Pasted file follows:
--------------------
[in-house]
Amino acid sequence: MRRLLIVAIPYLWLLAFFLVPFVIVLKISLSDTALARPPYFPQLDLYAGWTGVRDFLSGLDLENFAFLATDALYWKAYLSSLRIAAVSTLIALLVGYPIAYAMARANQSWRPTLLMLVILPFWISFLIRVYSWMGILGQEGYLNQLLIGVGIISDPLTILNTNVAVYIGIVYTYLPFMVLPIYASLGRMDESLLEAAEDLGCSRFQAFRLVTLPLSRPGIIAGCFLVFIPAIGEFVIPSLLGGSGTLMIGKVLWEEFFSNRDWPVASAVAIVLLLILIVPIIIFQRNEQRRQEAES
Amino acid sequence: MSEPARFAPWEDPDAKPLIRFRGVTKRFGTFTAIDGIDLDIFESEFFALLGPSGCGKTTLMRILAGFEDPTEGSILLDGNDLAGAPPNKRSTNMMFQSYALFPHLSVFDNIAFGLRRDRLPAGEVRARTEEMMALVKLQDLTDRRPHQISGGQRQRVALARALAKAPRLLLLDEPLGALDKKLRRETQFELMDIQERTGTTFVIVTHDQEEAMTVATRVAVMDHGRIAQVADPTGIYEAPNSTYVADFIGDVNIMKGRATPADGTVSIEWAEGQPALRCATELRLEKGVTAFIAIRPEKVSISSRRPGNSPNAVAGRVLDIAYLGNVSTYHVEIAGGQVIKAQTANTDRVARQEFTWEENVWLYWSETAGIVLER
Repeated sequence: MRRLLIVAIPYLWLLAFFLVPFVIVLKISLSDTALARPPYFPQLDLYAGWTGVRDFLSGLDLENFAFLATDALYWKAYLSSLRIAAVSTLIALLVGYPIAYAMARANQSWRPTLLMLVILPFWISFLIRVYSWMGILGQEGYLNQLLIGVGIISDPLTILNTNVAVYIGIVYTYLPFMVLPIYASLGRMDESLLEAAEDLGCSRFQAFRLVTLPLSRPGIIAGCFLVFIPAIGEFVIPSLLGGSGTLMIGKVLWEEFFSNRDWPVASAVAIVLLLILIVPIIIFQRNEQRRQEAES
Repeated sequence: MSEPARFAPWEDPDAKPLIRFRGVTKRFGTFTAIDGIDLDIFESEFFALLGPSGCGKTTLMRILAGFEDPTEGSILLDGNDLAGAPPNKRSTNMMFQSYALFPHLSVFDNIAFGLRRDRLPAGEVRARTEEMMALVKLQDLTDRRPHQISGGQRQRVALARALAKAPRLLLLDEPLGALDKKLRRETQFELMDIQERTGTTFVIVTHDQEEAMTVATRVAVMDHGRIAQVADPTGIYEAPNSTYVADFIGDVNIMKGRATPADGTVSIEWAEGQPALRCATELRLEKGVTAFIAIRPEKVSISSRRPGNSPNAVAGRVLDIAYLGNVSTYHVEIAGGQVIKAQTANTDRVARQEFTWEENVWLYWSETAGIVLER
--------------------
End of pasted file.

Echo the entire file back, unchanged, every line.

[in-house]
Amino acid sequence: MRRLLIVAIPYLWLLAFFLVPFVIVLKISLSDTALARPPYFPQLDLYAGWTGVRDFLSGLDLENFAFLATDALYWKAYLSSLRIAAVSTLIALLVGYPIAYAMARANQSWRPTLLMLVILPFWISFLIRVYSWMGILGQEGYLNQLLIGVGIISDPLTILNTNVAVYIGIVYTYLPFMVLPIYASLGRMDESLLEAAEDLGCSRFQAFRLVTLPLSRPGIIAGCFLVFIPAIGEFVIPSLLGGSGTLMIGKVLWEEFFSNRDWPVASAVAIVLLLILIVPIIIFQRNEQRRQEAES
Amino acid sequence: MSEPARFAPWEDPDAKPLIRFRGVTKRFGTFTAIDGIDLDIFESEFFALLGPSGCGKTTLMRILAGFEDPTEGSILLDGNDLAGAPPNKRSTNMMFQSYALFPHLSVFDNIAFGLRRDRLPAGEVRARTEEMMALVKLQDLTDRRPHQISGGQRQRVALARALAKAPRLLLLDEPLGALDKKLRRETQFELMDIQERTGTTFVIVTHDQEEAMTVATRVAVMDHGRIAQVADPTGIYEAPNSTYVADFIGDVNIMKGRATPADGTVSIEWAEGQPALRCATELRLEKGVTAFIAIRPEKVSISSRRPGNSPNAVAGRVLDIAYLGNVSTYHVEIAGGQVIKAQTANTDRVARQEFTWEENVWLYWSETAGIVLER
Repeated sequence: MRRLLIVAIPYLWLLAFFLVPFVIVLKISLSDTALARPPYFPQLDLYAGWTGVRDFLSGLDLENFAFLATDALYWKAYLSSLRIAAVSTLIALLVGYPIAYAMARANQSWRPTLLMLVILPFWISFLIRVYSWMGILGQEGYLNQLLIGVGIISDPLTILNTNVAVYIGIVYTYLPFMVLPIYASLGRMDESLLEAAEDLGCSRFQAFRLVTLPLSRPGIIAGCFLVFIPAIGEFVIPSLLGGSGTLMIGKVLWEEFFSNRDWPVASAVAIVLLLILIVPIIIFQRNEQRRQEAES
Repeated sequence: MSEPARFAPWEDPDAKPLIRFRGVTKRFGTFTAIDGIDLDIFESEFFALLGPSGCGKTTLMRILAGFEDPTEGSILLDGNDLAGAPPNKRSTNMMFQSYALFPHLSVFDNIAFGLRRDRLPAGEVRARTEEMMALVKLQDLTDRRPHQISGGQRQRVALARALAKAPRLLLLDEPLGALDKKLRRETQFELMDIQERTGTTFVIVTHDQEEAMTVATRVAVMDHGRIAQVADPTGIYEAPNSTYVADFIGDVNIMKGRATPADGTVSIEWAEGQPALRCATELRLEKGVTAFIAIRPEKVSISSRRPGNSPNAVAGRVLDIAYLGNVSTYHVEIAGGQVIKAQTANTDRVARQEFTWEENVWLYWSETAGIVLER